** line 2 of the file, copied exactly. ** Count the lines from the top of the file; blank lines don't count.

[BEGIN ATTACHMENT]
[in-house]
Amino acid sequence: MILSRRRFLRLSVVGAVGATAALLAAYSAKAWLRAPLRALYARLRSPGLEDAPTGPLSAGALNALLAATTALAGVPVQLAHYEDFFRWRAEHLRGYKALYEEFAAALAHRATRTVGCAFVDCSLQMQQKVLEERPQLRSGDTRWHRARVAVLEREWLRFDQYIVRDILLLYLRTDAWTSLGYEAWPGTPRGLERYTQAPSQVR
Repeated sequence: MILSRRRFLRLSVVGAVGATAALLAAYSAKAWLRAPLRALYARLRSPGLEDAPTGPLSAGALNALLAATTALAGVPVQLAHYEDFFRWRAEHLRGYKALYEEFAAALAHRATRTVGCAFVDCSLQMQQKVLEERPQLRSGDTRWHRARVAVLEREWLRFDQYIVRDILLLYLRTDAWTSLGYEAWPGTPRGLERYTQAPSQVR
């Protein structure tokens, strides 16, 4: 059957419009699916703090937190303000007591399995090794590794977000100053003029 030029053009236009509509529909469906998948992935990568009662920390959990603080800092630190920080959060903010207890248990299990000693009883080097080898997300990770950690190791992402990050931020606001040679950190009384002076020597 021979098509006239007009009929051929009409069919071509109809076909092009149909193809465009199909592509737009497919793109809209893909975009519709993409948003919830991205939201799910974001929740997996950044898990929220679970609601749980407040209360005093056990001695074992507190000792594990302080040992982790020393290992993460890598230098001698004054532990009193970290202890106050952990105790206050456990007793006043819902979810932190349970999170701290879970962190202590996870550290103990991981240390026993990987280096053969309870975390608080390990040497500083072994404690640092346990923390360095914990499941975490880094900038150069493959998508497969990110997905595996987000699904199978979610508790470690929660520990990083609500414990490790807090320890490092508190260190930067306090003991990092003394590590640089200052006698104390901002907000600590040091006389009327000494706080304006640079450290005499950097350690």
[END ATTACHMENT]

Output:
Amino acid sequence: MILSRRRFLRLSVVGAVGATAALLAAYSAKAWLRAPLRALYARLRSPGLEDAPTGPLSAGALNALLAATTALAGVPVQLAHYEDFFRWRAEHLRGYKALYEEFAAALAHRATRTVGCAFVDCSLQMQQKVLEERPQLRSGDTRWHRARVAVLEREWLRFDQYIVRDILLLYLRTDAWTSLGYEAWPGTPRGLERYTQAPSQVR